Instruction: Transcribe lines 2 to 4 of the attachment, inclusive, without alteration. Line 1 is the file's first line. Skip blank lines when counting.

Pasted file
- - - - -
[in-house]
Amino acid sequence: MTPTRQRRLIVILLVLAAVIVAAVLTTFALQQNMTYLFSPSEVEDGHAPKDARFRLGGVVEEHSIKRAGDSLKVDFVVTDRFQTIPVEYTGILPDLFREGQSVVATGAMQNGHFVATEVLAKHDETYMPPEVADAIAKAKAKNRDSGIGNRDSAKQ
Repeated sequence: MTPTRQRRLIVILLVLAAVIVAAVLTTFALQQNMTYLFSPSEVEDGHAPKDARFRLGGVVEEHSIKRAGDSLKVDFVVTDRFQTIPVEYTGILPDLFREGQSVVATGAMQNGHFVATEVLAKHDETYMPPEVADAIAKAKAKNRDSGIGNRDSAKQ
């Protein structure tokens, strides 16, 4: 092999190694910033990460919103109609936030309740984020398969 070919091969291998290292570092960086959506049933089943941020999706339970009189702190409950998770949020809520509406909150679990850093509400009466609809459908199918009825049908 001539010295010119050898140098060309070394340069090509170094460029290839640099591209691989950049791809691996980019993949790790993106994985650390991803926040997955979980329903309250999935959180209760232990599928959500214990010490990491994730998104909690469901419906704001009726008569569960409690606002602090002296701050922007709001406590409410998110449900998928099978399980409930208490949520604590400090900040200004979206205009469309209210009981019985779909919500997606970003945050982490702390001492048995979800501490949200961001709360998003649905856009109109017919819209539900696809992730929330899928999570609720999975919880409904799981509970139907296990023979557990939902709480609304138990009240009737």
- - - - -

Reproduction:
Amino acid sequence: MTPTRQRRLIVILLVLAAVIVAAVLTTFALQQNMTYLFSPSEVEDGHAPKDARFRLGGVVEEHSIKRAGDSLKVDFVVTDRFQTIPVEYTGILPDLFREGQSVVATGAMQNGHFVATEVLAKHDETYMPPEVADAIAKAKAKNRDSGIGNRDSAKQ
Repeated sequence: MTPTRQRRLIVILLVLAAVIVAAVLTTFALQQNMTYLFSPSEVEDGHAPKDARFRLGGVVEEHSIKRAGDSLKVDFVVTDRFQTIPVEYTGILPDLFREGQSVVATGAMQNGHFVATEVLAKHDETYMPPEVADAIAKAKAKNRDSGIGNRDSAKQ
């Protein structure tokens, strides 16, 4: 092999190694910033990460919103109609936030309740984020398969 070919091969291998290292570092960086959506049933089943941020999706339970009189702190409950998770949020809520509406909150679990850093509400009466609809459908199918009825049908 001539010295010119050898140098060309070394340069090509170094460029290839640099591209691989950049791809691996980019993949790790993106994985650390991803926040997955979980329903309250999935959180209760232990599928959500214990010490990491994730998104909690469901419906704001009726008569569960409690606002602090002296701050922007709001406590409410998110449900998928099978399980409930208490949520604590400090900040200004979206205009469309209210009981019985779909919500997606970003945050982490702390001492048995979800501490949200961001709360998003649905856009109109017919819209539900696809992730929330899928999570609720999975919880409904799981509970139907296990023979557990939902709480609304138990009240009737």